So much have been written about the sale of the power distribution companies (discos) that are been privatized by the Federal Government yet rather than understand the process most people (like me) even get more confused. For that reason I decided to get the details and help my readers (and myself) understand who bidder for what and how some bidders became preferred bidders.
According to the website of the Presidential Task Force for Power, Distribution in a nutshell can be described as the “downstream” sector of the electric power industry. It involves delivering power directly to homes and industries. Lines and transformers of much lower capacity (ranging from 33KV/415V to 11 KV/415 V) are used in the distribution sector. The distribution aspect of electricity also directly involves dealing with the consumer and overseeing such functions as meter installation, billing for power consumed and revenue collection. Distribution firms purchase the power they deliver to consumers from power generating firms/plants that are separate firms. The Power Plants will cut off supply to the discos once they cannot pay for generated power delivered to them. This ensures the distribution companies put in place robust systems for receiving payments from consumers. It is for this reason that the sale of the power discos must be to the bidder with the most technical ability to deliver. It is not simply about their ability to pay the highest bid sum as in the case of the power plants.
What and who is the FG Selling to
The Federal Government is selling a 60% stake in the 10 Power Distribution companies currently earmarked for sale. The Federal and State Government both share ownership of 40% of the remaining equity. A total of 54bidders met the July 31 deadline from about 80 for submission of technical and financial proposals for the privatization of the eleven distribution companies created from the unbundling of Power Holding Company of Nigeria (PHCN). From there the following were shortlisted;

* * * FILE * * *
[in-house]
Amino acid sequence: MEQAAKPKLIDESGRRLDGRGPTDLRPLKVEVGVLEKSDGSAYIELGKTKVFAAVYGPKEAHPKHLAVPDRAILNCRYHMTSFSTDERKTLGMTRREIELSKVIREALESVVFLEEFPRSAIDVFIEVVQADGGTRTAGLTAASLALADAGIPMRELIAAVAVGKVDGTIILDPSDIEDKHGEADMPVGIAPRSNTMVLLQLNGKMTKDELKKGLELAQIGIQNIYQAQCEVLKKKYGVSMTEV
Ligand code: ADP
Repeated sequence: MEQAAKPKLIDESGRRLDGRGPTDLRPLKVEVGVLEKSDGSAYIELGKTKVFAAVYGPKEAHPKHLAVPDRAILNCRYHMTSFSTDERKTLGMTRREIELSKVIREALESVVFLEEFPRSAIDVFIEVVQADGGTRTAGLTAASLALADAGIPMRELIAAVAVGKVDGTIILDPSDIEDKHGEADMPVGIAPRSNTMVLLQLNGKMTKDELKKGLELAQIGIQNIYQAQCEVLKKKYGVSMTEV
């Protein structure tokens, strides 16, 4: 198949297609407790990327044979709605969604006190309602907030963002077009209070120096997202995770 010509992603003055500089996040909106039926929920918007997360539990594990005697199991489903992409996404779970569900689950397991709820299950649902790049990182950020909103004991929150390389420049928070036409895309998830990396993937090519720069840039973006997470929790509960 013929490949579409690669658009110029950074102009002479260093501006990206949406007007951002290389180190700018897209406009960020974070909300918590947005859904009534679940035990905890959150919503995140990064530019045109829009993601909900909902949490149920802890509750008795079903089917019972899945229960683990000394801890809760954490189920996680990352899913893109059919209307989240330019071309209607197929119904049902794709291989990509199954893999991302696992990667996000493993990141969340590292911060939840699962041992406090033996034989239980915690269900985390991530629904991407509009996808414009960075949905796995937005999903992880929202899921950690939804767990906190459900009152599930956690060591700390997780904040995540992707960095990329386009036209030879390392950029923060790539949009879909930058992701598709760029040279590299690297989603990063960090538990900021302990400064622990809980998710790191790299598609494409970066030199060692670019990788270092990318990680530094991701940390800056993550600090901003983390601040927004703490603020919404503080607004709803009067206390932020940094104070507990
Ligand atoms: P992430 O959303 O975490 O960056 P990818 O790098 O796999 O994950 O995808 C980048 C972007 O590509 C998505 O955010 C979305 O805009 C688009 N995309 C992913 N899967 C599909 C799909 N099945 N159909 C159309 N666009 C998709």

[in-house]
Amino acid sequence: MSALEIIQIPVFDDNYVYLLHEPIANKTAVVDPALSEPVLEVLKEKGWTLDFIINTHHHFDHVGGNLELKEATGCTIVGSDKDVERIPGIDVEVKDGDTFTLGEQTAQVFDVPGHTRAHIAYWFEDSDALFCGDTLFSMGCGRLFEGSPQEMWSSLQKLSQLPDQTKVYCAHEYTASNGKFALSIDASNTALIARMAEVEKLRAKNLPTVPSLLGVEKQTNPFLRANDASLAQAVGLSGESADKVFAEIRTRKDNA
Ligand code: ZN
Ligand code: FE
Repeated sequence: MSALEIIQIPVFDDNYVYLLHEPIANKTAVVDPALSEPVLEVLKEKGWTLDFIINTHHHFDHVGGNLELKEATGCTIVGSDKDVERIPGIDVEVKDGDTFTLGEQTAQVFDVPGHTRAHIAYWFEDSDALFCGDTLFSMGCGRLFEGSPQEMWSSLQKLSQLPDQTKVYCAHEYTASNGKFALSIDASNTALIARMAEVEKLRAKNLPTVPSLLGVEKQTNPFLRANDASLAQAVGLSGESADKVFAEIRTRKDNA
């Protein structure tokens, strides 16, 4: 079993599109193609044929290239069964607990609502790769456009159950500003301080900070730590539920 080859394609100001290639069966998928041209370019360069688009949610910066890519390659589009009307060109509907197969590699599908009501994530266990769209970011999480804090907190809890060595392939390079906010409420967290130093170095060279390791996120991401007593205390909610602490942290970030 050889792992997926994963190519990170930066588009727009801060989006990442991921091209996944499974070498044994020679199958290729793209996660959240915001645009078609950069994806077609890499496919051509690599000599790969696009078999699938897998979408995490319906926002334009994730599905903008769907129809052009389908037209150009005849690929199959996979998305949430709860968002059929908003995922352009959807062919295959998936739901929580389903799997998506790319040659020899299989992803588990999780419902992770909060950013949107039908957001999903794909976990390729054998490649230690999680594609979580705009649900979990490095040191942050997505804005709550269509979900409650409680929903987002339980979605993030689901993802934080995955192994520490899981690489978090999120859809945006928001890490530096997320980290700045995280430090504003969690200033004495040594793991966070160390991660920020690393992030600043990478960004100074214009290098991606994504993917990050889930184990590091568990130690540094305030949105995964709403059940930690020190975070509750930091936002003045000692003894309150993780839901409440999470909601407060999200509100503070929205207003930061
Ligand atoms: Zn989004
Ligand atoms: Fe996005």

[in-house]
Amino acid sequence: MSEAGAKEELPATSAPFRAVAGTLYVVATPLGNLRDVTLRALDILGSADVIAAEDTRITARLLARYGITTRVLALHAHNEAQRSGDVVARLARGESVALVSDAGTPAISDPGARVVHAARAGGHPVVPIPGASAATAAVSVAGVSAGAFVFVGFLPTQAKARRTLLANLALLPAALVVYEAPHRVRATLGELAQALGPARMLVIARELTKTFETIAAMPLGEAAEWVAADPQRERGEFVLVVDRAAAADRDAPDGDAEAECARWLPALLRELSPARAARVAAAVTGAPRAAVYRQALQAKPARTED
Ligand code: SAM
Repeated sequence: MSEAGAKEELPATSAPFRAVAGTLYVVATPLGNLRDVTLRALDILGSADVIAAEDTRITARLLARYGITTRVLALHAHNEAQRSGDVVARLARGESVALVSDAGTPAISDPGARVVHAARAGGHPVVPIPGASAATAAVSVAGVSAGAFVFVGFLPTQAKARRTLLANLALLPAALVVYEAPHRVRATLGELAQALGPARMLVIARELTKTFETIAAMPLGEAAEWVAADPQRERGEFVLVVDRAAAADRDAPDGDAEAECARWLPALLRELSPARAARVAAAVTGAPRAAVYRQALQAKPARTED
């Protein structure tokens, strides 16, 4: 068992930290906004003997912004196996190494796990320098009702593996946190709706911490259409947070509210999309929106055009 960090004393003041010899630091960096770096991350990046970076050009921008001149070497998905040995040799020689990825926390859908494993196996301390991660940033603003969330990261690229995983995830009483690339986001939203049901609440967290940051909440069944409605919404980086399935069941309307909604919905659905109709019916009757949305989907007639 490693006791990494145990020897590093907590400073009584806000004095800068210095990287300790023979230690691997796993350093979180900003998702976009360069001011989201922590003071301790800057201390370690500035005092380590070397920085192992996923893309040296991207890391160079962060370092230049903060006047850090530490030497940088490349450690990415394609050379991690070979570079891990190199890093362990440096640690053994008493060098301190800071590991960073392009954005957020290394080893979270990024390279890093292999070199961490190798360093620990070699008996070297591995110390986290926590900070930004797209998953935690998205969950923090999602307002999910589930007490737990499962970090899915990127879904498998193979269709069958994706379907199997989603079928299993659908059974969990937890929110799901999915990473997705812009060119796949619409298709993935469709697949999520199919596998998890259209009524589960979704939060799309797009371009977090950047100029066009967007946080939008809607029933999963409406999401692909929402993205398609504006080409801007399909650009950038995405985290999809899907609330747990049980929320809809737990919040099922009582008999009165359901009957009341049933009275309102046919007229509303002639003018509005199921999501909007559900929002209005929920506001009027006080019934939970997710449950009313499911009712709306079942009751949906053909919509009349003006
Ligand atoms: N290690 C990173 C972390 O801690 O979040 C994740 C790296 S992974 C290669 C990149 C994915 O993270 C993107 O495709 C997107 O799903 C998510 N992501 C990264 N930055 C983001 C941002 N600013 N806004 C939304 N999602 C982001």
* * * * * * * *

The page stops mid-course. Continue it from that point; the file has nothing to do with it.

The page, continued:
PLS SCROLL BELOW FOR UPDATED LIST OF APPROVED WINNERS OF THE BIDS
The FG and States is therefore going to make about $1.2billion dollars from a 60% stake of the sale of equity in the discos. Whilst the figure seem impressive it is difficult to estimate how much profit the FG will be making on the disposal of the discos considering how much has been spent and lost to corruption in the past. They also seem to have used Depreciated Replacement Cost of Assets as determined by MYTO in estimating the value of the discos.
Criteria for Selection of Preferred Bidders
For what I understand the preferred bidders are selected based on their ability to show the most average technical, commercial and collection (ATC&C) loss reduction projection or efficiency ratio over a 5year period . This basically means, a bidder who shows the most ability to reduce the most technical and non-technical losses when power is being distributed will be chosen. For example, when power is generated and transferred between distribution lines energy that ought to have been consumed is lost before getting to the transformers. Further energy is also lost from the transformers as it is passed on to the ultimate consumers. This energy losses are non uncommon and is also peculiar in other developed economies.